Stepped beam active array antenna and radar system employing same

A stepped beam transmit antenna that comprises a feed array that includes a dielectric substrate and a plurality of radiating elements disposed on the substrate. The radiating elements each comprise two coplanar and coextensive fins that are separated by a narrow gap and that are tapered at their radiating end to form a linear tapered slot feed aperture. Beam position inputs are disposed at respective input ends of each of the radiating elements. A backshort is disposed adjacent the tapered slot feed aperture of each of the radiating elements. A low pass filter is disposed adjacent the backshort of each of the radiating elements. A switching diode is disposed between the backshort and the tapered slot feed aperture of each of the radiating elements. The antenna includes a power distribution network comprising a suspended printed line. A lens is disposed adjacent the feed array for projecting energy beams produced by the antenna. A radar system is also disclosed that has a transmitter coupled to the transmit antenna, and a receive beam antenna that is coupled to a radar signal processor for processing radar return signals to produce a radar image.

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Description

BACKGROUND

This invention relates generally to antennas, and more particularly, to a stepped beam active array antenna and radar system employing same.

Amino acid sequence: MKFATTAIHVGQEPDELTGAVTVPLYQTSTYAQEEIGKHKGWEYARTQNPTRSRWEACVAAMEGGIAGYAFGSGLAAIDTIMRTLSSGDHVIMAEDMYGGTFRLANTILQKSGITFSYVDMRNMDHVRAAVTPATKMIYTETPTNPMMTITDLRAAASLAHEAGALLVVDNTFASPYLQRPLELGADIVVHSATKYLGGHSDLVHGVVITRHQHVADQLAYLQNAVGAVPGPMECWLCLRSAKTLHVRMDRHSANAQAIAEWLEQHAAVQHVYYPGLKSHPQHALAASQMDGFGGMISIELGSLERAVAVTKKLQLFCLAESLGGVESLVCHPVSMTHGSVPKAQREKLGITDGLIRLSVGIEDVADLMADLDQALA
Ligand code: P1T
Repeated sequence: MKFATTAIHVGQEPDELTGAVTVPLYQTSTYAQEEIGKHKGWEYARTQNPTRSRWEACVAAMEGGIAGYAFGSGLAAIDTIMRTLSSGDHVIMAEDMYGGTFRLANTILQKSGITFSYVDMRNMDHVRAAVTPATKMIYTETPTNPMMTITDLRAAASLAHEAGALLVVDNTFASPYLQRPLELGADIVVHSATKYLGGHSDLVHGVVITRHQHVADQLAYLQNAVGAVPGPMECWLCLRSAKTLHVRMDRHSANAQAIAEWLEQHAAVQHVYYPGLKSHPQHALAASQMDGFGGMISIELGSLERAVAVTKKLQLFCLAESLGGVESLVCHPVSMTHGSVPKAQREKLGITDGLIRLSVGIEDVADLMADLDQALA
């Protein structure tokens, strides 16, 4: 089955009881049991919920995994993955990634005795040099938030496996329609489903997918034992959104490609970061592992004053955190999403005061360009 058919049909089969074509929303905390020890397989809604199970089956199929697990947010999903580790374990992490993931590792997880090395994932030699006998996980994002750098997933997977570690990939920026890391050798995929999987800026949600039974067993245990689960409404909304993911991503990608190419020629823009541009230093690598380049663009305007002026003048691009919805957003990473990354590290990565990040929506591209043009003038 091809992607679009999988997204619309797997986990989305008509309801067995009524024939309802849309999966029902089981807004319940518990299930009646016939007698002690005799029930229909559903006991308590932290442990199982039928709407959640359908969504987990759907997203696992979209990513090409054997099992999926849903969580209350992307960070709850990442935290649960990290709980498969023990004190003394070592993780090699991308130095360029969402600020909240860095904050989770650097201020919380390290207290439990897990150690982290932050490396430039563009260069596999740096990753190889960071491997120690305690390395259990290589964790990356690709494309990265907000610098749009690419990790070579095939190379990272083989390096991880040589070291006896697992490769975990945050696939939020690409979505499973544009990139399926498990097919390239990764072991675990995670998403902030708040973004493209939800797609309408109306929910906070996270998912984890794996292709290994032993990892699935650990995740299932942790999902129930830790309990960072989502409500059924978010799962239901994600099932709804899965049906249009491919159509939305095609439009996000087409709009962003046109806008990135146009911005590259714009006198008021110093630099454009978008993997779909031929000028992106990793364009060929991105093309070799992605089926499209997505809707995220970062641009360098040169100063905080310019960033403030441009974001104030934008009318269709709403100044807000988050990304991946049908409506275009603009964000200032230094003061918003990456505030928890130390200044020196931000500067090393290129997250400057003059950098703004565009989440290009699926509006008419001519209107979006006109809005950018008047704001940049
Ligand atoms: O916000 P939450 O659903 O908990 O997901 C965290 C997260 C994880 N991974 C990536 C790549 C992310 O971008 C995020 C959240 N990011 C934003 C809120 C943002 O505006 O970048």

Presently, there are many applications for antennas and radar systems that require high angular resolution with limited antenna size. Consequently, systems that operate in upper millimeter wave frequencies (60 to 150 GHz) are becoming more attractive. With the maturity of technology at these shorter wavelengths involves the use of little more than an extension of microwave hardware. However, the majority of the antenna components use standard waveguide transmission and cavity elements. The problem is that waveguide technology, manufactured in any form, is limited in how inexpensively it can be produced in high volume production. In addition, for automotive requirements (<2 degree resolution and 30 degree azimuth coverage) a narrow beam mechanically scanned antenna has heretofore been the only available option. For most low-cost automotive applications, a girobaled flapping antenna is not an optimum solution.